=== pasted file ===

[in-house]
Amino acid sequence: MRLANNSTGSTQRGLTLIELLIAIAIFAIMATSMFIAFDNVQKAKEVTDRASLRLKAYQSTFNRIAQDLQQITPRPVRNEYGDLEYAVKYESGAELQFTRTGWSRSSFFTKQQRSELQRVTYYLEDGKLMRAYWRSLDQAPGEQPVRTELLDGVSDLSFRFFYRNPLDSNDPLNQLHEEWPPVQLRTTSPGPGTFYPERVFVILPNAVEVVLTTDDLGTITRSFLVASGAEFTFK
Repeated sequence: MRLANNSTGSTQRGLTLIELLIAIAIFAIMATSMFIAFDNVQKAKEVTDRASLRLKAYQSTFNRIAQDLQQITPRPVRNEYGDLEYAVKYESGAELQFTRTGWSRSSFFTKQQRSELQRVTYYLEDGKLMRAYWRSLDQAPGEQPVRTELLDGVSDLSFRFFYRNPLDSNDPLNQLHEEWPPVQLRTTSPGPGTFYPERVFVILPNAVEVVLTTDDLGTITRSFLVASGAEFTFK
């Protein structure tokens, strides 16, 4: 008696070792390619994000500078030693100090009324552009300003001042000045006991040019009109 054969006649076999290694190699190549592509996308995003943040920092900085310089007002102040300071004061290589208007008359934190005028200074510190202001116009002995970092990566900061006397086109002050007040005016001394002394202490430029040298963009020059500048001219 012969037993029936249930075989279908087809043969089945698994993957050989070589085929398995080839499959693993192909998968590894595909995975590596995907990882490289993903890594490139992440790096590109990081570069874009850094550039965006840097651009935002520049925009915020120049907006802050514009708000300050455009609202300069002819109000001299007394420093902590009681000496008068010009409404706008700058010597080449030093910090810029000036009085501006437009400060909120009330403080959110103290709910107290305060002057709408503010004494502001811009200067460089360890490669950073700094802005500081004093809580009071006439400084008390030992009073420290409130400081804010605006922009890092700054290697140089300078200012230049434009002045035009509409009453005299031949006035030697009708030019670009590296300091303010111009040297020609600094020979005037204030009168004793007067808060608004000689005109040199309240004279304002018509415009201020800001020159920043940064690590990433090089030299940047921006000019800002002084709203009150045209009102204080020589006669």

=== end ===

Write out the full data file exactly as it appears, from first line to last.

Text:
[in-house]
Amino acid sequence: MRLANNSTGSTQRGLTLIELLIAIAIFAIMATSMFIAFDNVQKAKEVTDRASLRLKAYQSTFNRIAQDLQQITPRPVRNEYGDLEYAVKYESGAELQFTRTGWSRSSFFTKQQRSELQRVTYYLEDGKLMRAYWRSLDQAPGEQPVRTELLDGVSDLSFRFFYRNPLDSNDPLNQLHEEWPPVQLRTTSPGPGTFYPERVFVILPNAVEVVLTTDDLGTITRSFLVASGAEFTFK
Repeated sequence: MRLANNSTGSTQRGLTLIELLIAIAIFAIMATSMFIAFDNVQKAKEVTDRASLRLKAYQSTFNRIAQDLQQITPRPVRNEYGDLEYAVKYESGAELQFTRTGWSRSSFFTKQQRSELQRVTYYLEDGKLMRAYWRSLDQAPGEQPVRTELLDGVSDLSFRFFYRNPLDSNDPLNQLHEEWPPVQLRTTSPGPGTFYPERVFVILPNAVEVVLTTDDLGTITRSFLVASGAEFTFK
């Protein structure tokens, strides 16, 4: 008696070792390619994000500078030693100090009324552009300003001042000045006991040019009109 054969006649076999290694190699190549592509996308995003943040920092900085310089007002102040300071004061290589208007008359934190005028200074510190202001116009002995970092990566900061006397086109002050007040005016001394002394202490430029040298963009020059500048001219 012969037993029936249930075989279908087809043969089945698994993957050989070589085929398995080839499959693993192909998968590894595909995975590596995907990882490289993903890594490139992440790096590109990081570069874009850094550039965006840097651009935002520049925009915020120049907006802050514009708000300050455009609202300069002819109000001299007394420093902590009681000496008068010009409404706008700058010597080449030093910090810029000036009085501006437009400060909120009330403080959110103290709910107290305060002057709408503010004494502001811009200067460089360890490669950073700094802005500081004093809580009071006439400084008390030992009073420290409130400081804010605006922009890092700054290697140089300078200012230049434009002045035009509409009453005299031949006035030697009708030019670009590296300091303010111009040297020609600094020979005037204030009168004793007067808060608004000689005109040199309240004279304002018509415009201020800001020159920043940064690590990433090089030299940047921006000019800002002084709203009150045209009102204080020589006669």